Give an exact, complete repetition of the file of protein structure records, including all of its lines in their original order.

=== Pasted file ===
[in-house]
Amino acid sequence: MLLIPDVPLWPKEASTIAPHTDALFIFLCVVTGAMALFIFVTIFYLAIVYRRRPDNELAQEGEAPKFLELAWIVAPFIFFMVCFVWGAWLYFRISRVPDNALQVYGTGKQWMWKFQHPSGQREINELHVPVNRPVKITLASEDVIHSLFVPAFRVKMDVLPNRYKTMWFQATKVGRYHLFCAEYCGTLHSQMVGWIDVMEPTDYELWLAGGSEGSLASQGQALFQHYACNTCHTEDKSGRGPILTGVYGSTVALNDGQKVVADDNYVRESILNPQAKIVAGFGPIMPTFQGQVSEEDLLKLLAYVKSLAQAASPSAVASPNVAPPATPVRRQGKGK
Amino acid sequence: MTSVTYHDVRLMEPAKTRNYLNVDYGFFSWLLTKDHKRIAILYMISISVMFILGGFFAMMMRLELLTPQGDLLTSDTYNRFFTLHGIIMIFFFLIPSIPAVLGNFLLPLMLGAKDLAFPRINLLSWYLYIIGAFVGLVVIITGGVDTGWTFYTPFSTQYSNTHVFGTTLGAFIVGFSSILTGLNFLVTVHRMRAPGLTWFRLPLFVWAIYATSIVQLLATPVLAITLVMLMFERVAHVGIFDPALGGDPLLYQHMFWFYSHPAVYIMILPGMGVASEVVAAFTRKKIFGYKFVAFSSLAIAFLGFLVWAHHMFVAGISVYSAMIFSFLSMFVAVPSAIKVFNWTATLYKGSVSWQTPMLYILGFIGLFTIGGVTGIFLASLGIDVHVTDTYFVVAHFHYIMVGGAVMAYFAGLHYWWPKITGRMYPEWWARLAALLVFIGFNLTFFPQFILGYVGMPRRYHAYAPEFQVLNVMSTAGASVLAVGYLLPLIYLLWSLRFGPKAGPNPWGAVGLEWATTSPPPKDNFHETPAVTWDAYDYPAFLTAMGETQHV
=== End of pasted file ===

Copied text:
[in-house]
Amino acid sequence: MLLIPDVPLWPKEASTIAPHTDALFIFLCVVTGAMALFIFVTIFYLAIVYRRRPDNELAQEGEAPKFLELAWIVAPFIFFMVCFVWGAWLYFRISRVPDNALQVYGTGKQWMWKFQHPSGQREINELHVPVNRPVKITLASEDVIHSLFVPAFRVKMDVLPNRYKTMWFQATKVGRYHLFCAEYCGTLHSQMVGWIDVMEPTDYELWLAGGSEGSLASQGQALFQHYACNTCHTEDKSGRGPILTGVYGSTVALNDGQKVVADDNYVRESILNPQAKIVAGFGPIMPTFQGQVSEEDLLKLLAYVKSLAQAASPSAVASPNVAPPATPVRRQGKGK
Amino acid sequence: MTSVTYHDVRLMEPAKTRNYLNVDYGFFSWLLTKDHKRIAILYMISISVMFILGGFFAMMMRLELLTPQGDLLTSDTYNRFFTLHGIIMIFFFLIPSIPAVLGNFLLPLMLGAKDLAFPRINLLSWYLYIIGAFVGLVVIITGGVDTGWTFYTPFSTQYSNTHVFGTTLGAFIVGFSSILTGLNFLVTVHRMRAPGLTWFRLPLFVWAIYATSIVQLLATPVLAITLVMLMFERVAHVGIFDPALGGDPLLYQHMFWFYSHPAVYIMILPGMGVASEVVAAFTRKKIFGYKFVAFSSLAIAFLGFLVWAHHMFVAGISVYSAMIFSFLSMFVAVPSAIKVFNWTATLYKGSVSWQTPMLYILGFIGLFTIGGVTGIFLASLGIDVHVTDTYFVVAHFHYIMVGGAVMAYFAGLHYWWPKITGRMYPEWWARLAALLVFIGFNLTFFPQFILGYVGMPRRYHAYAPEFQVLNVMSTAGASVLAVGYLLPLIYLLWSLRFGPKAGPNPWGAVGLEWATTSPPPKDNFHETPAVTWDAYDYPAFLTAMGETQHV